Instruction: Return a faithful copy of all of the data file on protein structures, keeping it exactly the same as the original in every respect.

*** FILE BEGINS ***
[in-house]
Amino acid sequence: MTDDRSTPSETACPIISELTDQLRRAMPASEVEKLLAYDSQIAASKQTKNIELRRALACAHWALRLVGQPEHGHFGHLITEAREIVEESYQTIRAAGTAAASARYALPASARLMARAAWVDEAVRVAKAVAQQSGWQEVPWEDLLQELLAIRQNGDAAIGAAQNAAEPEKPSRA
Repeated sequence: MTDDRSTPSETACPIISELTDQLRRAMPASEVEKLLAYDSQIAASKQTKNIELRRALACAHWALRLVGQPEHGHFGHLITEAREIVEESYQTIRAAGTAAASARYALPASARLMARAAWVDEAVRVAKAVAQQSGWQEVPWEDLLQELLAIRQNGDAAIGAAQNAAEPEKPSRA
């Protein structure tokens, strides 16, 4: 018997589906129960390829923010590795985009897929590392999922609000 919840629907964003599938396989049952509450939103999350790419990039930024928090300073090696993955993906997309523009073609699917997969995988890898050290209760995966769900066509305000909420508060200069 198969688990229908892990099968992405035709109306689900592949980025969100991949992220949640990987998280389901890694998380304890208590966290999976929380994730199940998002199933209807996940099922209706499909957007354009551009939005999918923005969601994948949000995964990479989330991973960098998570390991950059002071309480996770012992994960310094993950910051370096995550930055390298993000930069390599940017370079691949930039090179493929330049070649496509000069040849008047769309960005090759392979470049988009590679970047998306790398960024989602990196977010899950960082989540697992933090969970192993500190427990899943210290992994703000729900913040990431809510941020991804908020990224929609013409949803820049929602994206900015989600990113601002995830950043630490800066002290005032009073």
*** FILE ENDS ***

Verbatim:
[in-house]
Amino acid sequence: MTDDRSTPSETACPIISELTDQLRRAMPASEVEKLLAYDSQIAASKQTKNIELRRALACAHWALRLVGQPEHGHFGHLITEAREIVEESYQTIRAAGTAAASARYALPASARLMARAAWVDEAVRVAKAVAQQSGWQEVPWEDLLQELLAIRQNGDAAIGAAQNAAEPEKPSRA
Repeated sequence: MTDDRSTPSETACPIISELTDQLRRAMPASEVEKLLAYDSQIAASKQTKNIELRRALACAHWALRLVGQPEHGHFGHLITEAREIVEESYQTIRAAGTAAASARYALPASARLMARAAWVDEAVRVAKAVAQQSGWQEVPWEDLLQELLAIRQNGDAAIGAAQNAAEPEKPSRA
């Protein structure tokens, strides 16, 4: 018997589906129960390829923010590795985009897929590392999922609000 919840629907964003599938396989049952509450939103999350790419990039930024928090300073090696993955993906997309523009073609699917997969995988890898050290209760995966769900066509305000909420508060200069 198969688990229908892990099968992405035709109306689900592949980025969100991949992220949640990987998280389901890694998380304890208590966290999976929380994730199940998002199933209807996940099922209706499909957007354009551009939005999918923005969601994948949000995964990479989330991973960098998570390991950059002071309480996770012992994960310094993950910051370096995550930055390298993000930069390599940017370079691949930039090179493929330049070649496509000069040849008047769309960005090759392979470049988009590679970047998306790398960024989602990196977010899950960082989540697992933090969970192993500190427990899943210290992994703000729900913040990431809510941020991804908020990224929609013409949803820049929602994206900015989600990113601002995830950043630490800066002290005032009073």